When you know you want a family pet it can be very frustrating if the timing never seems to be right to get one. Household emergencies may suck up your budget, or you may fall pregnant again and worry how you would be able to keep up physically. Time can march on through decorating your home and moving house, toilet training your toddler and starting back at work. It never feels like the best time to bring someone new into the household. But nothing else is going to fill that void.
Sometimes you just have to take the plunge and find yourself the perfect puppy for you. Life will always get in the way of lots of things. As Mummies, we never prioritise what we want
anyway. If you really want a puppy, you should make the necessary arrangements and start looking for puppies for sale. Make sure the rest of the family are on board and willing to take on all the extra chores a puppy will bring to the household. Training will be an important part of the first 6 months or so of your puppy’s life with you, and you may wish to enlist the help of a professional, like this Dog Trainer in Sunderland, who will have tried and tested programs and techniques to get training right the first time.
First things first, you need to check the garden perimeter is completely secure. The last thing you want is your new puppy to be tearing up the neighbour’s flower beds! Next, install stair gates where you don’t want the puppy to venture. If you have babies or small children, make sure your new puppy cannot get upstairs at all, and keep your Moses basket in a room puppy cannot get into if you still use it.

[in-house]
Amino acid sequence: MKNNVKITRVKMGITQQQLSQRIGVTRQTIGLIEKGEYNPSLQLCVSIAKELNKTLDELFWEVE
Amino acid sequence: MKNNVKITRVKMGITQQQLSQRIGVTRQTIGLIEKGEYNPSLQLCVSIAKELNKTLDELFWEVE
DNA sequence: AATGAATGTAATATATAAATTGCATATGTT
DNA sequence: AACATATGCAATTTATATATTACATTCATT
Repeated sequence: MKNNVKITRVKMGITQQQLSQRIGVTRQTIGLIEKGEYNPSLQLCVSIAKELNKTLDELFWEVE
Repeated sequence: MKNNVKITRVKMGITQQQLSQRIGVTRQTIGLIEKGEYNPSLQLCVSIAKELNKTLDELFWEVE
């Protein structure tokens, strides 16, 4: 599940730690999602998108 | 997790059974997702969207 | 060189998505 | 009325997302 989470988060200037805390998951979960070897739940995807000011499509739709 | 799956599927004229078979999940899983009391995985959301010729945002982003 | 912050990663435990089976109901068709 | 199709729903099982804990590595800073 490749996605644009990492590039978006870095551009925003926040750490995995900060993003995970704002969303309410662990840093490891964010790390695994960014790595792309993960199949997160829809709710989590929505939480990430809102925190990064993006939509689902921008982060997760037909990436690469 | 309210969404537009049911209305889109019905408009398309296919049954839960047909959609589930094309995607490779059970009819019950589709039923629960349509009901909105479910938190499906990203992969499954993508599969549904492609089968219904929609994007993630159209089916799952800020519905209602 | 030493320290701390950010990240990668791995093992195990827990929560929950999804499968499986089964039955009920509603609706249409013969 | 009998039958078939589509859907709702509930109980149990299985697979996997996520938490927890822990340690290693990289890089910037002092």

If there is a baby in the family, consider using a sling or harness so you don’t have to put baby down anywhere if you need the loo or have to rush to answer the door. Puppies are usually harmless, but they can get overly curious and leave slobber all over poor baby. In the very least, this may make the baby scream the house down, but it can also cause illnesses and other problems.
Introducing puppy to the children is essential from day one. The kids need to know their boundaries as much as the puppy needs to know his. Teach the kids how to approach your puppy in the same way you would expect them to approach stranger dogs. Use puppy training classes to help you find the best way to discipline your dog if he shows any aggression toward the kids or oversteps his boundaries.
When it comes to placement of dog food, our houses are usually too small to be particularly fussy, but you can use a stair gate to stop the kids going for it. While it is generally harmless for children to consume a little dog food, the puppy may find this behaviour unwelcome and respond negatively. When travelling in a car with a dog, make sure he is secured in the back away from the kids so as not to distract your driving. Vet’s visits are common in puppyhood, so get him well-accustomed to car travel. Try a good boot protector and a dog mat in case of accidents. Keep the car ventilated, and never leave your dog in the car unattended.